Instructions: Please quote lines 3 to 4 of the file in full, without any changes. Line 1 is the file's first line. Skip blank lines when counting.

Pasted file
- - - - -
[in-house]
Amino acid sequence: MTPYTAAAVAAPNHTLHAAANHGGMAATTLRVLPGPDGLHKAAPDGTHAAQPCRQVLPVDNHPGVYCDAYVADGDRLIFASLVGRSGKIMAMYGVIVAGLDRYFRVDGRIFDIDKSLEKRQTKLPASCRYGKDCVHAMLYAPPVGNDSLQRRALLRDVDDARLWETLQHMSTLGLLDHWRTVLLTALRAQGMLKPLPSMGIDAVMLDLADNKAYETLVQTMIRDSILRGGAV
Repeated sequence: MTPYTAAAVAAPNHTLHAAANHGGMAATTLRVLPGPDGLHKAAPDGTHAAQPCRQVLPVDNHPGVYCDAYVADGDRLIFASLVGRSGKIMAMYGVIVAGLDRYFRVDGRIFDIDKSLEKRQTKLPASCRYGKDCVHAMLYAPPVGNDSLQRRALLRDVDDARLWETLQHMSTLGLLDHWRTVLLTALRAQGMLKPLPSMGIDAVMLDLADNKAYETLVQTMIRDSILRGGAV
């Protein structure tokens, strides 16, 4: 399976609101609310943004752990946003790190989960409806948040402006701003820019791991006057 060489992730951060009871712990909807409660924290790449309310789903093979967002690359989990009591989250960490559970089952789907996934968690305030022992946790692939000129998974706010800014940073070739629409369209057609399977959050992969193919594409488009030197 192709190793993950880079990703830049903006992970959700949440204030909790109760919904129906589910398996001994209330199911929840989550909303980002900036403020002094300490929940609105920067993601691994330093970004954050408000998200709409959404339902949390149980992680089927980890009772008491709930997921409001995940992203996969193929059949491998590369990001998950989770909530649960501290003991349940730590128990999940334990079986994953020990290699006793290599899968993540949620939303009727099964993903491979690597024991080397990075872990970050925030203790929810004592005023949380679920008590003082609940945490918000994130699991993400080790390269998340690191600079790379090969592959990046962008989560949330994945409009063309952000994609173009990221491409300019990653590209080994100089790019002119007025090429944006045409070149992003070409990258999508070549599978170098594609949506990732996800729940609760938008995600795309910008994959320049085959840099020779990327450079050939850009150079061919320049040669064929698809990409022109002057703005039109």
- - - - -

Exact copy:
Repeated sequence: MTPYTAAAVAAPNHTLHAAANHGGMAATTLRVLPGPDGLHKAAPDGTHAAQPCRQVLPVDNHPGVYCDAYVADGDRLIFASLVGRSGKIMAMYGVIVAGLDRYFRVDGRIFDIDKSLEKRQTKLPASCRYGKDCVHAMLYAPPVGNDSLQRRALLRDVDDARLWETLQHMSTLGLLDHWRTVLLTALRAQGMLKPLPSMGIDAVMLDLADNKAYETLVQTMIRDSILRGGAV
């Protein structure tokens, strides 16, 4: 399976609101609310943004752990946003790190989960409806948040402006701003820019791991006057 060489992730951060009871712990909807409660924290790449309310789903093979967002690359989990009591989250960490559970089952789907996934968690305030022992946790692939000129998974706010800014940073070739629409369209057609399977959050992969193919594409488009030197 192709190793993950880079990703830049903006992970959700949440204030909790109760919904129906589910398996001994209330199911929840989550909303980002900036403020002094300490929940609105920067993601691994330093970004954050408000998200709409959404339902949390149980992680089927980890009772008491709930997921409001995940992203996969193929059949491998590369990001998950989770909530649960501290003991349940730590128990999940334990079986994953020990290699006793290599899968993540949620939303009727099964993903491979690597024991080397990075872990970050925030203790929810004592005023949380679920008590003082609940945490918000994130699991993400080790390269998340690191600079790379090969592959990046962008989560949330994945409009063309952000994609173009990221491409300019990653590209080994100089790019002119007025090429944006045409070149992003070409990258999508070549599978170098594609949506990732996800729940609760938008995600795309910008994959320049085959840099020779990327450079050939850009150079061919320049040669064929698809990409022109002057703005039109």